This animated feature based on the memoir by British writer J. R. Ackerley recounts his late-in-life, fifteen-year relationship with his irrepressible, irresistible dog Tulip. Ackerley (voiced by Plummer) lives alone until he rescues the mistreated pup and finds a love he never knew he was missing. With a variety of drawing styles, husband and wife filmmakers Paul and Sandra Fierlinger capture, in poetic, impressionistic form, Ackerley's and Tulip's shared ups and downs, from simple walks in the park to attempts to find the dog a proper mate.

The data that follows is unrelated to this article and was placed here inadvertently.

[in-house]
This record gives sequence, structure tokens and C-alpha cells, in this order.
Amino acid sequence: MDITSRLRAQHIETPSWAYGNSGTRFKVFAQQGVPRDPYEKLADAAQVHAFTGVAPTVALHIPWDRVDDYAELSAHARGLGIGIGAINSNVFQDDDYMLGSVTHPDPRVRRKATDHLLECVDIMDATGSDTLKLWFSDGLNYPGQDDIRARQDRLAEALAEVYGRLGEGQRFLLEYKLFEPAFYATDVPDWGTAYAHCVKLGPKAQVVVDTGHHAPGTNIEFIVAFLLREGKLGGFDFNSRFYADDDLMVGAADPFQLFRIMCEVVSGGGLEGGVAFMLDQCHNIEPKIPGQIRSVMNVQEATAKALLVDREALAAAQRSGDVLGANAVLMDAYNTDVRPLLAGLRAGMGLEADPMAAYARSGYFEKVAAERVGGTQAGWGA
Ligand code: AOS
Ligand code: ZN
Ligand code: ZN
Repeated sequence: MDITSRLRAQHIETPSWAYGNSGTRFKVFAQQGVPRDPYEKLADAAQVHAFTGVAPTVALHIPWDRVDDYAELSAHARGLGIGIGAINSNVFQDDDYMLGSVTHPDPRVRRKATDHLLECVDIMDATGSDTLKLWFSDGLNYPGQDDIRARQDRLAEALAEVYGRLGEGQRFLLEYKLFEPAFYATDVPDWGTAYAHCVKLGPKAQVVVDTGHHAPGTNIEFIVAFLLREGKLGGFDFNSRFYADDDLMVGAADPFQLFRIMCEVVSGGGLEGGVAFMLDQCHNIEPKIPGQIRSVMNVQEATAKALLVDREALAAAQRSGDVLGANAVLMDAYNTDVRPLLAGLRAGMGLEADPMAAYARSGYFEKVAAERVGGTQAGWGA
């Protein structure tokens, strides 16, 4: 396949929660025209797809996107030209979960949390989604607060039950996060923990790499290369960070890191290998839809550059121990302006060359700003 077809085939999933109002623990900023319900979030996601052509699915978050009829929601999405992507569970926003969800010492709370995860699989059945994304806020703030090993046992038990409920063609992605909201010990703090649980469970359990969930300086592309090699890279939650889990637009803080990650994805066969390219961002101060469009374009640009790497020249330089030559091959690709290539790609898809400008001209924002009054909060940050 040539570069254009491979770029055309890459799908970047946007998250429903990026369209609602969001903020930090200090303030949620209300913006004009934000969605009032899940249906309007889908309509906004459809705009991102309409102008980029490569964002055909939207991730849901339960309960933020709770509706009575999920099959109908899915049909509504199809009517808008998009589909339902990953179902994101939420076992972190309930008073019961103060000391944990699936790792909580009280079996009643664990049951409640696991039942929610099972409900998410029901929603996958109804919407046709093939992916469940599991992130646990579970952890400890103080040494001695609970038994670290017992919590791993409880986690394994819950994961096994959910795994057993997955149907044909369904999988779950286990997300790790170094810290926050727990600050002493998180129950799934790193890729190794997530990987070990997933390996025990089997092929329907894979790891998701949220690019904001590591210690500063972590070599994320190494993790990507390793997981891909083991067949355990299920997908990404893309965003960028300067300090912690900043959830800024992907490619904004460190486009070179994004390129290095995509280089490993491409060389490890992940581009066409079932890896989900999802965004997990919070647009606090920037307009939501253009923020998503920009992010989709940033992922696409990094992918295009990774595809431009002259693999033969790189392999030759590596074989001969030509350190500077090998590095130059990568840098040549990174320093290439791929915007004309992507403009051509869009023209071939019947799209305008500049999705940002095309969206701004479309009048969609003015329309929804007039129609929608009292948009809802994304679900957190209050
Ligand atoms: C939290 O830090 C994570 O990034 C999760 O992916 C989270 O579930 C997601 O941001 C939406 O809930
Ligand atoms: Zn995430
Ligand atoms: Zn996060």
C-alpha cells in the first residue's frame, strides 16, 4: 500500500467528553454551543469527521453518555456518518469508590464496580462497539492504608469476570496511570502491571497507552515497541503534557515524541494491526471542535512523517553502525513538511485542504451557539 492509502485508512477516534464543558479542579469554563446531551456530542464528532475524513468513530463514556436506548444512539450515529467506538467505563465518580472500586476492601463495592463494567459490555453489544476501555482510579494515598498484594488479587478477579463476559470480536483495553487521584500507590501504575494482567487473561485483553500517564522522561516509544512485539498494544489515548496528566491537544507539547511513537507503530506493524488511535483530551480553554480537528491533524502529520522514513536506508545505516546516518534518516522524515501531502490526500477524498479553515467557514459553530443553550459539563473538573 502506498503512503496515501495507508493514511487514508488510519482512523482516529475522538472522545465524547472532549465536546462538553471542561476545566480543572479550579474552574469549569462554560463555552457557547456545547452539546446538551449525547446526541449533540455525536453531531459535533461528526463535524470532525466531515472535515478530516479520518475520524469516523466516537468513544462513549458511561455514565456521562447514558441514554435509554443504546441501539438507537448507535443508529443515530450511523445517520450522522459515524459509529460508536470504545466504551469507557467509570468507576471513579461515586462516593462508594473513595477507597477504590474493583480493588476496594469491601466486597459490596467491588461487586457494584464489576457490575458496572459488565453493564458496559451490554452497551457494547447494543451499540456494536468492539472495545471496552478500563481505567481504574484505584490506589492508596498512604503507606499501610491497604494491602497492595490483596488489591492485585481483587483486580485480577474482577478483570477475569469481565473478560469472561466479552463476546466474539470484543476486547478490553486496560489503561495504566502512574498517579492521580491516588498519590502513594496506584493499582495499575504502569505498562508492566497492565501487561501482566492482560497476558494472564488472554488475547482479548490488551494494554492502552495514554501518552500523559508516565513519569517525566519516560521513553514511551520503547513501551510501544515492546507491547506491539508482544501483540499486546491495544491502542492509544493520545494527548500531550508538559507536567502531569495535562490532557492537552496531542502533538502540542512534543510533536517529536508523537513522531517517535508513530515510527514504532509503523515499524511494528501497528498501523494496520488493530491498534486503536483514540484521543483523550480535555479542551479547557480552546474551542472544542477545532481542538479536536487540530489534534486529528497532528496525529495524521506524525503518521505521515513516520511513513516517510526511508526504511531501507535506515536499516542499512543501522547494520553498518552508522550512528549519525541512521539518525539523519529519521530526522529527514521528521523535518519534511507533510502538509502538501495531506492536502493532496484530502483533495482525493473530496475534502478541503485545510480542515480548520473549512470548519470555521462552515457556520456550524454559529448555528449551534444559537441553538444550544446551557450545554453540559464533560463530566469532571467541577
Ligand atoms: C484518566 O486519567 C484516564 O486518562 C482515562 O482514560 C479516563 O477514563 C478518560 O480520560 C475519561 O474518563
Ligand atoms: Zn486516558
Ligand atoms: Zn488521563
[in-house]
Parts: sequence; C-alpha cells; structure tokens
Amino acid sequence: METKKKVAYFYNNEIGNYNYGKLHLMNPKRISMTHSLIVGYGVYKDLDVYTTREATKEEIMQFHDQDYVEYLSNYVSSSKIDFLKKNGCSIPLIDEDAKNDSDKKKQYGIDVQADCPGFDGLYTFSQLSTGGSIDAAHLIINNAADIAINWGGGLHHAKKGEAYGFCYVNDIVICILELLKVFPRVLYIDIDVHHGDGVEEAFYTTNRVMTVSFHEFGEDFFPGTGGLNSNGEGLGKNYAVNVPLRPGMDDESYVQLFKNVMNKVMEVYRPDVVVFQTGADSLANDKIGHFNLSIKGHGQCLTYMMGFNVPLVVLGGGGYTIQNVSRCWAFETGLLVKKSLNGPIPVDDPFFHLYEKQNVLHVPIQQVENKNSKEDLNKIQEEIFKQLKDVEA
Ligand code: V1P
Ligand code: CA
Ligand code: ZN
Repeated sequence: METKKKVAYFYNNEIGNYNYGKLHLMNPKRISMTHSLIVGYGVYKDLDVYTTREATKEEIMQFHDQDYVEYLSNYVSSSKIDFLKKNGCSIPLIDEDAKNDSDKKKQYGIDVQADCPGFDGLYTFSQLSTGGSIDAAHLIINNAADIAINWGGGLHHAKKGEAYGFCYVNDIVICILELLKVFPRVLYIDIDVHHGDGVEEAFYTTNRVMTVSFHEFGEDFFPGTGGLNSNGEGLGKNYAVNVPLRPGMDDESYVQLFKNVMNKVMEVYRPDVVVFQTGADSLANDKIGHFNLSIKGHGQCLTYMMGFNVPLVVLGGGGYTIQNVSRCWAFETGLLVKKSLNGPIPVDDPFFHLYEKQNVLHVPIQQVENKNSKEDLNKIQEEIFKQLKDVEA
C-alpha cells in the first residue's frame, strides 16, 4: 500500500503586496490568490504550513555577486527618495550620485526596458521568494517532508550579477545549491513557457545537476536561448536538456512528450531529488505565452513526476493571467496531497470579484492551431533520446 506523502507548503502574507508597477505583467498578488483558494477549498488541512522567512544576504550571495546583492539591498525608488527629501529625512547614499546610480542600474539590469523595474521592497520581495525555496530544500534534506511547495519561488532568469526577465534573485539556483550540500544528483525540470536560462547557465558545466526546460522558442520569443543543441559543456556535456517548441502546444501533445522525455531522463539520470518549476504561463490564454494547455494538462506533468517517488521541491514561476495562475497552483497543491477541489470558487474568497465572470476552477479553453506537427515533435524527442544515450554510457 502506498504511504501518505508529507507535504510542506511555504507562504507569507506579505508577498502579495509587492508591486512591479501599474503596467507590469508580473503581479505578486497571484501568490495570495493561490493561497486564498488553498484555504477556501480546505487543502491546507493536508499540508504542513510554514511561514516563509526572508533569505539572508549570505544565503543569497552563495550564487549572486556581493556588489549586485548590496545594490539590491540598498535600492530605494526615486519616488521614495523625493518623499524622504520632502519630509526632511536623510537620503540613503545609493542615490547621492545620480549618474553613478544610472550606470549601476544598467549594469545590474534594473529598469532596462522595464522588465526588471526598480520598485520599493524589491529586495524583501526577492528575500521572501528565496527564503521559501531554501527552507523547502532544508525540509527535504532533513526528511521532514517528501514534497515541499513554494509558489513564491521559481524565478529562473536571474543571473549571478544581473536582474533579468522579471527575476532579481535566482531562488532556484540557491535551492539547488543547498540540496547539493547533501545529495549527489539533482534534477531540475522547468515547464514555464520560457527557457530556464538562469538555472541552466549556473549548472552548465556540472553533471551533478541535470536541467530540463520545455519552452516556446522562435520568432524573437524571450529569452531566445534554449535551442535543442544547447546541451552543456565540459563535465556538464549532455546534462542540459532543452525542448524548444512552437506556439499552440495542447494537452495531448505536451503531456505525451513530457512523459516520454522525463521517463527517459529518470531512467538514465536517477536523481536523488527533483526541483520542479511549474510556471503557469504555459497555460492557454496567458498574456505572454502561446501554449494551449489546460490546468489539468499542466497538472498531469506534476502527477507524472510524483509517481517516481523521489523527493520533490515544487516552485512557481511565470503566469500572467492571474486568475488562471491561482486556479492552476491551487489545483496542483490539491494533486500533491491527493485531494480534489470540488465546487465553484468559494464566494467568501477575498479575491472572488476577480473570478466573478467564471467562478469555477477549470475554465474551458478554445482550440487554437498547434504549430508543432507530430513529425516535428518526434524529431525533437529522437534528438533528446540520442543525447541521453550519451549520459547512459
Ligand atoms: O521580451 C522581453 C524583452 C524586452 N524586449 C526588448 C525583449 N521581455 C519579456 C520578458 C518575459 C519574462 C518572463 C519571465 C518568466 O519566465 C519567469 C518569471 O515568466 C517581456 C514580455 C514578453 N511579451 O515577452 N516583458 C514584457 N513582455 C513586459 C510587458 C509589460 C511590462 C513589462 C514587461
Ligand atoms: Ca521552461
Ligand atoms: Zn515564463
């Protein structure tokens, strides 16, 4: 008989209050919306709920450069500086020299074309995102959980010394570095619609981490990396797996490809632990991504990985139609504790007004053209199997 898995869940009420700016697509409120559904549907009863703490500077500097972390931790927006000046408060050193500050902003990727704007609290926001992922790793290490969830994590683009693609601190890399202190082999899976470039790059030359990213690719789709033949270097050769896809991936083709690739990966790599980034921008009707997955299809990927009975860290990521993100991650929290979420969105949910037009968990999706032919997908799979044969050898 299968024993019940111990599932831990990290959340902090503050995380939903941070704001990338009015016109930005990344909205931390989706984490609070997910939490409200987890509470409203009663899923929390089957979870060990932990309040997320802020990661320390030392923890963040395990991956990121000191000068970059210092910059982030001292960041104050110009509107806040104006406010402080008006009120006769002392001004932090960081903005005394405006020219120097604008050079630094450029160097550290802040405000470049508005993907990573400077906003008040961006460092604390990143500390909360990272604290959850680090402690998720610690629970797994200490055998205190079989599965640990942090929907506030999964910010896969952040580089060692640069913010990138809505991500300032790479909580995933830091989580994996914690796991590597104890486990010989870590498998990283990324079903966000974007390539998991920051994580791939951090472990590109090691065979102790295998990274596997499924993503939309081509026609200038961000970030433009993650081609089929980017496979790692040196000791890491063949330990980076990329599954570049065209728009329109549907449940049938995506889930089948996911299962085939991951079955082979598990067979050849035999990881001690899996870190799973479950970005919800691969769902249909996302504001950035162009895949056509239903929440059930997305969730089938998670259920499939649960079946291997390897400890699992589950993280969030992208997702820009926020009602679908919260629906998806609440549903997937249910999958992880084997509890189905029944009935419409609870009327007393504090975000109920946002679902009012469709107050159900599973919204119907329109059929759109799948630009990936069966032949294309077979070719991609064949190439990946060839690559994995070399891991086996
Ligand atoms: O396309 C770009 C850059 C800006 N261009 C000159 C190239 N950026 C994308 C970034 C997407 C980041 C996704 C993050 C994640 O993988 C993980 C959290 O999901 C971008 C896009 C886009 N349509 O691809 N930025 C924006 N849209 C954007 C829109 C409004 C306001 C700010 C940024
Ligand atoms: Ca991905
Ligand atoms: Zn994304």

Beautiful to behold and always worthy of its literary source, the delightful, charming "Tulip" is that all-too-rare phenomenon: an animated film for grown-ups. Refreshingly restrained and decidedly low-tech, the film plays like a meditative visual essay on the eternal theme of human-canine relations, portraying how the love of a dog can fill the void of a solitary existence. It's also notable for featuring the great Lynn Redgrave's final performance, in which she voices Ackerley's sister opposite Plummer's gravelly yet warm curmudgeon.